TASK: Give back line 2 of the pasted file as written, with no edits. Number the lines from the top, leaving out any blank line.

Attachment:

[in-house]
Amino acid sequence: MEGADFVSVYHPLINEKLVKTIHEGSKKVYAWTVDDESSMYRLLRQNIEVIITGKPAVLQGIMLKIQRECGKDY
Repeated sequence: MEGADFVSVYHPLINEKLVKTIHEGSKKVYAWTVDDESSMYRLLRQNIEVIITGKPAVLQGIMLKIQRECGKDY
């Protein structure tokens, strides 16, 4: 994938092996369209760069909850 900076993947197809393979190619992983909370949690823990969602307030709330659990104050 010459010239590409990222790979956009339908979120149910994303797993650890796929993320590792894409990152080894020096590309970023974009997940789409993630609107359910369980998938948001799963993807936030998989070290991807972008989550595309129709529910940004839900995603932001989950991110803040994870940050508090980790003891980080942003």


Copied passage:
Amino acid sequence: MEGADFVSVYHPLINEKLVKTIHEGSKKVYAWTVDDESSMYRLLRQNIEVIITGKPAVLQGIMLKIQRECGKDY